Balancing profits and pay pressures…

Cashflow & Forecasts, HR, Limited Company, News, Payroll, Strategic Planning,

Employers and employees are facing unprecedented financial pressures, the like of which many have never experienced:

  • The Office of National Statistics reported job vacancies reaching a new record of 1,295,000 in February to April 2022, an increase of 499,300 from the pre-Covid level in January to March 2020.
  • The Bank of England expects inflation to reach 10% this year, if not slightly beyond, while food, energy and fuel prices soar and interest areas are likely to rise further..

Whilst there are rafts of statistics that all illustrate the cost of living crisis and the pressures that everyone is currently facing, it’s essential for business owners to focus on retaining staff, while factoring pay increases into overall profitability.

Many employees will look to their employers to support them, while business owners will want to keep their teams together, rather than face a recruitment battle, but how can they do that while preserving profits?

Know your numbers!

We always say that if you know the numbers in your business you can make informed decisions. This situation is no different.

If you know what percentage salaries are of the direct cost of sales, you can consider what the effect would be to the business if that figure were to rise.

When looking at the effect of, say, a 3% increase across all employees, you’ll need to also include:

  • The increased salary cost itself.
  • The increased employer contributions on the salary payments.
  • The increased employers National Insurance contributions, which have increased by 1.25% this year.

For a business with a £3million turnover, gross profit of 30% and net profit of 10% (£300,000), they would need to increase sales by over £500,000 to maintain the same net profit levels.

Or, they could increase prices by 4%

Lots of businesses don’t look at this option.

Such an increase isn’t huge in the current market. Yes, it may well lose you some customers, but given the cost to a business of recruitment and induction of new team members, that may be a risk worth taking.

If your team are motivated and running at full speed, it may be possible to replace the few customers that move on. Remember you’re likely to lose far more if you lose key members of your team, and can’t maintain your service or supply your products.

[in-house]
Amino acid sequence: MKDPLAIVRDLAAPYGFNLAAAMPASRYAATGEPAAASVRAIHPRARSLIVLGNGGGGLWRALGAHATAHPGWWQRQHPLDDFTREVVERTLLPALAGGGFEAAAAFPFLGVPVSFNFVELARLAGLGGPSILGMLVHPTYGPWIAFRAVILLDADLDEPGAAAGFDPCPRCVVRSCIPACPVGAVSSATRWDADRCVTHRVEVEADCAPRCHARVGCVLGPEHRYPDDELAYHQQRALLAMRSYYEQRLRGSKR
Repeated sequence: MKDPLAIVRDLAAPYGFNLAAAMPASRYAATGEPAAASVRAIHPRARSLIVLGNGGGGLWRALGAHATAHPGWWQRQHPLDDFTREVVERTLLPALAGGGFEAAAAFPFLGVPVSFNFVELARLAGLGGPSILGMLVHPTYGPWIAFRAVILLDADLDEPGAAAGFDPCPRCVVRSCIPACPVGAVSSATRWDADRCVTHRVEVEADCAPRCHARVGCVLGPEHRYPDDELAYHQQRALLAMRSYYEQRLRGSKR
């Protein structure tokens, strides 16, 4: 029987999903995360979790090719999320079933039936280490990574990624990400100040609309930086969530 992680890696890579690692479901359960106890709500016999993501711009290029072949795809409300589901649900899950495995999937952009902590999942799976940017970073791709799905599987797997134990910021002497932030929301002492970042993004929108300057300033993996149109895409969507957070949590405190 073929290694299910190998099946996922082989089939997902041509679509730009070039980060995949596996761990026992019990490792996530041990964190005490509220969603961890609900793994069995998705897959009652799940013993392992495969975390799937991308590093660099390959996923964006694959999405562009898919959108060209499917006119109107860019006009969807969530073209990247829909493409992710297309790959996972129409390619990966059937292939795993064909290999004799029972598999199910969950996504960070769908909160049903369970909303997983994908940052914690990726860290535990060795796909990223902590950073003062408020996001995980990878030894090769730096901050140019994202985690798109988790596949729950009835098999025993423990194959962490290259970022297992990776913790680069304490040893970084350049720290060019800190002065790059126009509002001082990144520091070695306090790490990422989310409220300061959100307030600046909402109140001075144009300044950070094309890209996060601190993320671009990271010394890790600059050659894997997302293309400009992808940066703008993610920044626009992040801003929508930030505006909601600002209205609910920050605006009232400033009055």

Would a bonus scheme help?

We’ve often found bound schemes to be a short term benefit. Employees quickly become jaded to the reward aspect of the scheme, and come to view the bonus as an entitlement just for doing their job. If it doesn’t arrive, they are quickly demotivated.

Paying market rate as a minimum, and slightly over that if possible, is far more beneficial in the long term, whilst staying aware of other opportunities to keep your team close.

Consider a more structured development plan, a healthier work / life balance, hybrid working that suits your team’s lifestyle… There are many options. We’d also recommend speaking to your HR advisor for suggestions; retention should be something they’re proactively discussing with their clients. The vacancies we mentioned above are not going to be filled anytime soon.

Finally, make sure your team are aware of your position, and your desire to be supportive. They will be aware of many of the challenges you’re facing through the media, the increased NIC, the continuing impact of the pandemic, the increasing costs the business is facing. Making sure that they’re aware, in the right way, is crucial if responsible and reasonable employees are to fully appreciate the effort that you’re putting into finding ways to afford to support them, while you protect the business.

As ever, if we can help, whether to work out your gross profit percentage, to provide details of an HR advisor that we’d highly recommend, or any other way, please get in touch.

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